Prior to the advent of the railroads, Narragansett Bay was Rhode Island’s principal transportation route. However, water transportation is now relatively less important, surpassed first by rail and then by highway links.
Only one freight railway operates in Rhode Island, the regional Providence and Worcester Railroad. Waste and scrap compose most of the tonnage of goods shipped by rail and originating in Rhode Island. The railroad also carries stone, chemicals, and fabricated metals. The state has 164 km (102 mi) of track. The only passenger train service is provided by the Washington-Boston Amtrak link that passes through the state. In 2007 Rhode Island had 10,477 km (6,510 mi) of roads, of which 116 km (72 mi) were part of the federal interstate highway system. The principal route is Interstate 95, which crosses the state from the southwest to northeast, passing through Providence. Interstate 295 forms a belt around the city.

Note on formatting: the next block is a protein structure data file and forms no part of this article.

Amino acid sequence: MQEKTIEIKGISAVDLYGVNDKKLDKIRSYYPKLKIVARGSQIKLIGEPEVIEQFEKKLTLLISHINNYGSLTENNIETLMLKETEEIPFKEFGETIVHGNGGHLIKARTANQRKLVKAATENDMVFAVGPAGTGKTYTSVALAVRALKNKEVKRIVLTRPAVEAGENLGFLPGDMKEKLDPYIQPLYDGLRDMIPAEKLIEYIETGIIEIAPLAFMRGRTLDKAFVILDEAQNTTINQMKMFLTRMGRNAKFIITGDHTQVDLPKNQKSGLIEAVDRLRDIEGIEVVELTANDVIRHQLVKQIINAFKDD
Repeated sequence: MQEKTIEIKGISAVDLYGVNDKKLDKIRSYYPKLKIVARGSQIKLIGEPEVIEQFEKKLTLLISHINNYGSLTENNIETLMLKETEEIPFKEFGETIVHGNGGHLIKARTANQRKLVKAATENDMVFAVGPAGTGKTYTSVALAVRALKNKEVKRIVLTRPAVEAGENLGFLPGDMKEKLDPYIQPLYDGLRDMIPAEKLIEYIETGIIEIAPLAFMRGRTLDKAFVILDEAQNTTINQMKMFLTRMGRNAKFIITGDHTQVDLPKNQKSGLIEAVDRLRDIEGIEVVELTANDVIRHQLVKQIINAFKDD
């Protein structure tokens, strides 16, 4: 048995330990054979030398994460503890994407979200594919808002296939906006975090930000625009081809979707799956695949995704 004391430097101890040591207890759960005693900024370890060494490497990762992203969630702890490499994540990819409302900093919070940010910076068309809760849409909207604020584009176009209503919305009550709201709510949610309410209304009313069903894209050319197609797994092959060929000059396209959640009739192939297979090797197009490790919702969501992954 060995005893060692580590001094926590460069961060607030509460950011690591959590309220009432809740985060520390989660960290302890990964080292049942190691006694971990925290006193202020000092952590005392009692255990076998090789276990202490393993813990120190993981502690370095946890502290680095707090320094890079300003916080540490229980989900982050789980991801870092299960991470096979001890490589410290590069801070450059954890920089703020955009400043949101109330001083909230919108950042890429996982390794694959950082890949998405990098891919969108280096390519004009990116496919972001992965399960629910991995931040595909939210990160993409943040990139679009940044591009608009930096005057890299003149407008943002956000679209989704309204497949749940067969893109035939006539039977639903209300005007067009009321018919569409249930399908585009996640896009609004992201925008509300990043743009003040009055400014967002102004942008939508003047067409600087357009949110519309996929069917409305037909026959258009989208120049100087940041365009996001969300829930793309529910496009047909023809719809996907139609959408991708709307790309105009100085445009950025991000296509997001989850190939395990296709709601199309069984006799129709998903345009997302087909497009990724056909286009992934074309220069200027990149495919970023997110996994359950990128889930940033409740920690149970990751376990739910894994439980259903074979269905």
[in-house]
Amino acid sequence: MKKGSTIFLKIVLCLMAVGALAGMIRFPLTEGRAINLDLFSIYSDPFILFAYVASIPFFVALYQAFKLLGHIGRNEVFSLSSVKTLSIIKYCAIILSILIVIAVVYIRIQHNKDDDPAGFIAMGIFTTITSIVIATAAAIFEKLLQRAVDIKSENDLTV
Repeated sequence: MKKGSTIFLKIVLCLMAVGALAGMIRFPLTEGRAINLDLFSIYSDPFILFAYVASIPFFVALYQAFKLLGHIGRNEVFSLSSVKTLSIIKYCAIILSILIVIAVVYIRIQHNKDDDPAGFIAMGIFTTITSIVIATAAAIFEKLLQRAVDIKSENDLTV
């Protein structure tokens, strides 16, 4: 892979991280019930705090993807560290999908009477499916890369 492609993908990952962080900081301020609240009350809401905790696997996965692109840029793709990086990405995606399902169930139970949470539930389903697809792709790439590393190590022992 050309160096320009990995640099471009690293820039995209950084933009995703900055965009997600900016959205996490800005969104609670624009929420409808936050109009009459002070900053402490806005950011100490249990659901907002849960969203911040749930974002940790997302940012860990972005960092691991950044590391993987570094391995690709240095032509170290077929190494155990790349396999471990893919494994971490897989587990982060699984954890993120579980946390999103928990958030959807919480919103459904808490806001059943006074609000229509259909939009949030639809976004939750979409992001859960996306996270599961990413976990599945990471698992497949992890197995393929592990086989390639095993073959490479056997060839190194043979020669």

Theodore Francis Green State Airport, located south of downtown Providence, is one of six state-operated airports. Each year in the mid-1990s more than 1 million passengers boarded or departed aircraft at the airport, making it by far the busiest of the state facilities.
Year-round ferry service is provided between Galilee and Block Island. Additional routes to the island are active in summer months. There is also year-round ferry service between Bristol and Prudence Island in Narragansett Bay.
Rhode Island is a popular vacation state, attracting visitors with its sandy beaches, historic sites, and recreational opportunities such as boating and fishing. Tourists are drawn to Block Island and other coastal locations as well as the resort city of Newport, noted for its opulent mansions, some of which are open to the public. Visitors to the state spend $1.4 billion annually. "Rhode Island" © Emmanuel BUCHOT, Encarta, Wikipedia
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